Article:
So what does all this mean? Well, I for one, have totally inspired myself to take up writing these stories again. I'm very excited about this remembrance. This could be that hole that I have been feeling with my art. And what does it mean for you? Well, that's for you to answer. But I hope that our little chat today over the virtual fence does inspire you to journal, either in a blog or a book. This is the perfect time to start. Make a commitment to yourself, a resolution. On Christmas day, after my 12 year old daughter, Kelly, opened the gift of a journal, my 85 year old father said, "I wish I had kept a journal. It's really the best thing anyone can do." It is. You never know what effect your words will have. If I hadn't decided to write this blog entry today, I might never have remembered the stories. What a gift to myself!
Do not trust your memory; it is a net full of holes; the most beautiful prizes slip through it. ~ Georges Duhamel

Thursday, December 28, 2006

On the 4th Day of Christmas

Mini-reunion Class of 70Yesterday I had lunch with friends from high school. It takes much planning and special effort to get everyone together and even so, there were some missing. 36 years have passed since we spent every day together in our uniforms complete with saddle shoes, and bobby socks. Yes, the bobby sock days were long gone back in the late 60s but our school was slow to change. I remember working up the courage to meet with the formidable principal, Sister Mary Clair, to ask her to let us wear knee socks, especially in the winter time. It was a no-go. Imagine those Immaculata girls with their skirts rolled up at the waistbands, white bobby socks drooping around the ankles trying to be so cool when the public school kids in their hippie jeans and Birkenstocks sauntered by. We all look quite fashionable now, don't you think? Why, we don't look a bit older than we did when we graduated. My hair is now the pale, pale blonde I always wanted (OK, so it's white...platinum blonde maybe?)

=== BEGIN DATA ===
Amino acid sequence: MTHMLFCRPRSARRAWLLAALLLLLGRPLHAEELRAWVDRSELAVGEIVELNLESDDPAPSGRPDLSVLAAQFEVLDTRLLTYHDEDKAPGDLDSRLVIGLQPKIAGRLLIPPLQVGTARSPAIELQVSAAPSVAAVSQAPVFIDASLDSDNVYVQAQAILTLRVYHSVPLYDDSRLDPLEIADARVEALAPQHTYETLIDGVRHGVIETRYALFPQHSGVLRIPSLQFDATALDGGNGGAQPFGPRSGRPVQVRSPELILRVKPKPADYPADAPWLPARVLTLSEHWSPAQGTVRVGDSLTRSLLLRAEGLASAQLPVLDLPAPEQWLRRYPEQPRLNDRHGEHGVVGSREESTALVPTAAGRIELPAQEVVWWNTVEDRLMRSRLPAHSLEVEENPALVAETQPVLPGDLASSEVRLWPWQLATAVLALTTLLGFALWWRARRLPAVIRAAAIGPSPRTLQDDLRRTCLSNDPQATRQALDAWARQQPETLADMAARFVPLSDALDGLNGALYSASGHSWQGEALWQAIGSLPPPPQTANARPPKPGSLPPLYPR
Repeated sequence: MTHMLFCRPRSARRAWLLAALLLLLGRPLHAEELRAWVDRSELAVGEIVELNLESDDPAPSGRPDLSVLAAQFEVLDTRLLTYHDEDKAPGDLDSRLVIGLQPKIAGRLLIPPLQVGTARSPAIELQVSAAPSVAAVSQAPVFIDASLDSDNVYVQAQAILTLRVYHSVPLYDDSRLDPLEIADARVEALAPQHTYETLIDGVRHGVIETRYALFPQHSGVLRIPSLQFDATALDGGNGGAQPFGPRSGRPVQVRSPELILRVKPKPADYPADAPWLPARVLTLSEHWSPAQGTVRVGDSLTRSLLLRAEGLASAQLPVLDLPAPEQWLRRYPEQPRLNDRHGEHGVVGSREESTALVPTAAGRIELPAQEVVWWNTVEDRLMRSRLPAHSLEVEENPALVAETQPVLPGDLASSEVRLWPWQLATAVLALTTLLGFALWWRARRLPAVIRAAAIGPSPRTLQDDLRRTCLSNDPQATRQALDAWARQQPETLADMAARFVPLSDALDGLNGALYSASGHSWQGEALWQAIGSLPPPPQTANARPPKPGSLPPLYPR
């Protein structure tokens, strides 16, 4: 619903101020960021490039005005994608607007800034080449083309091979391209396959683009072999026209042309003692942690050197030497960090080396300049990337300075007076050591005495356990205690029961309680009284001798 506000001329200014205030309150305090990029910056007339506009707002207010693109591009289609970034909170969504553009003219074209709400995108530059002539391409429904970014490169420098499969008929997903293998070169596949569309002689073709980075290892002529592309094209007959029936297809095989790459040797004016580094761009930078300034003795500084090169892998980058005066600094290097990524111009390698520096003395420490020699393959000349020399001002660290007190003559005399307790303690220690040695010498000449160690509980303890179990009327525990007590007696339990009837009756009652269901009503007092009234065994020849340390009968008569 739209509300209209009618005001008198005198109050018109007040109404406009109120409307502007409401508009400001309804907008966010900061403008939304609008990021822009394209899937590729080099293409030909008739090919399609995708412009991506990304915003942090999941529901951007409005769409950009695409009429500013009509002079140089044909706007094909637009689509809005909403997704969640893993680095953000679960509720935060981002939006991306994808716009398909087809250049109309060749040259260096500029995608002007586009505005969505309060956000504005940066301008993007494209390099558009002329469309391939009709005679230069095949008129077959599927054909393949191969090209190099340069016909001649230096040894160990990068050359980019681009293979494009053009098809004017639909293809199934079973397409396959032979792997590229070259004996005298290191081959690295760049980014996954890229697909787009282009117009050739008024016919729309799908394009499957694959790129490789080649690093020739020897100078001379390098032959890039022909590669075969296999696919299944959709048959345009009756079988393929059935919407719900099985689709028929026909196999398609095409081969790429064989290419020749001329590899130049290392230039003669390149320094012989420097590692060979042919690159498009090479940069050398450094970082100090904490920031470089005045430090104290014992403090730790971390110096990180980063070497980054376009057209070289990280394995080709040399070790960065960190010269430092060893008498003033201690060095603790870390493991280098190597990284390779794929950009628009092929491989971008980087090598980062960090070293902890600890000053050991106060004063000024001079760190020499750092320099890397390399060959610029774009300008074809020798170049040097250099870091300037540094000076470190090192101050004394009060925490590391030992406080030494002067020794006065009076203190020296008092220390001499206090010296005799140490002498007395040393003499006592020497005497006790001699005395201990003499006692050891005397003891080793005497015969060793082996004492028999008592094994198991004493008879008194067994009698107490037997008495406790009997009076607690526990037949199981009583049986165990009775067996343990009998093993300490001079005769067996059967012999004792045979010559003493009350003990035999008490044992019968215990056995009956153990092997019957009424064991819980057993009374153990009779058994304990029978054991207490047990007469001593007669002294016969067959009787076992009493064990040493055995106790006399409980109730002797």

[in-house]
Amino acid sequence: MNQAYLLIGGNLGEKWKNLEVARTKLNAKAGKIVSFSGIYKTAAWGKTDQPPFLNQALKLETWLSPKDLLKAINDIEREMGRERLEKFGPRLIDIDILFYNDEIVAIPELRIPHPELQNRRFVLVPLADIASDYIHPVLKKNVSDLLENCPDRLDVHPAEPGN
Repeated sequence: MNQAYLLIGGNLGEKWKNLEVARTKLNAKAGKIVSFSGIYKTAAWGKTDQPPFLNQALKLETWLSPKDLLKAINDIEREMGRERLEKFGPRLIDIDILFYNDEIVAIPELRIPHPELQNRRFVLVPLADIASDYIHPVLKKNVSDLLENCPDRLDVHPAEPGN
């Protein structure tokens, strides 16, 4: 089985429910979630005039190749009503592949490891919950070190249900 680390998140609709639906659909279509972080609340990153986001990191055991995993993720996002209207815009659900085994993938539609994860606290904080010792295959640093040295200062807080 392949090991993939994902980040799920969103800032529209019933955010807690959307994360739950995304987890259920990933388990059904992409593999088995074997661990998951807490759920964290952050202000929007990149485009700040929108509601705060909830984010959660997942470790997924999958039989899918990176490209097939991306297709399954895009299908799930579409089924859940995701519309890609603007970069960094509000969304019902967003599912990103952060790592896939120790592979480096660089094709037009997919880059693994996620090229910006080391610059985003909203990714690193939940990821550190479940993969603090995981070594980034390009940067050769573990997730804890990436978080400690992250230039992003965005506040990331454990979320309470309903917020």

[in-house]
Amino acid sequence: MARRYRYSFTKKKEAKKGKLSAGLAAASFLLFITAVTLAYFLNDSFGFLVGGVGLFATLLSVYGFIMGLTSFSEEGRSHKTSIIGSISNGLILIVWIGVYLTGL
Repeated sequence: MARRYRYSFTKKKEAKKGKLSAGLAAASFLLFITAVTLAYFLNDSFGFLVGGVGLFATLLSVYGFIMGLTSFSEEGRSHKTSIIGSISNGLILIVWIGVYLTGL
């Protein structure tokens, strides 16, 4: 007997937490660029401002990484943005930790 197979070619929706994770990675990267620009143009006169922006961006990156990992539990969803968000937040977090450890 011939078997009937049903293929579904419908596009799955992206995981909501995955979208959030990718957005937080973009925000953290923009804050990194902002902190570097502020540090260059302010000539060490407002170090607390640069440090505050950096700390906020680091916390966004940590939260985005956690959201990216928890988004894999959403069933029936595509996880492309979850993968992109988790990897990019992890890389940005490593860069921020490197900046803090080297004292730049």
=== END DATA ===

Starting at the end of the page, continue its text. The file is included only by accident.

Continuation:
I think we have all aged gracefully. Yes, there are a few extra pounds, smile lines abound, and yes, a few worry wrinkles (we are all mothers). But some are now empty-nesters and Glenda has even retired! We have suffered joy and loss, aging parents and frustrating teenagers. The beauty of it is - no matter where our lives have taken us, put us together in a room and it is 1970 again. We can pick up right where we left off. Gertrude Stein said: We are always the same age inside. So true!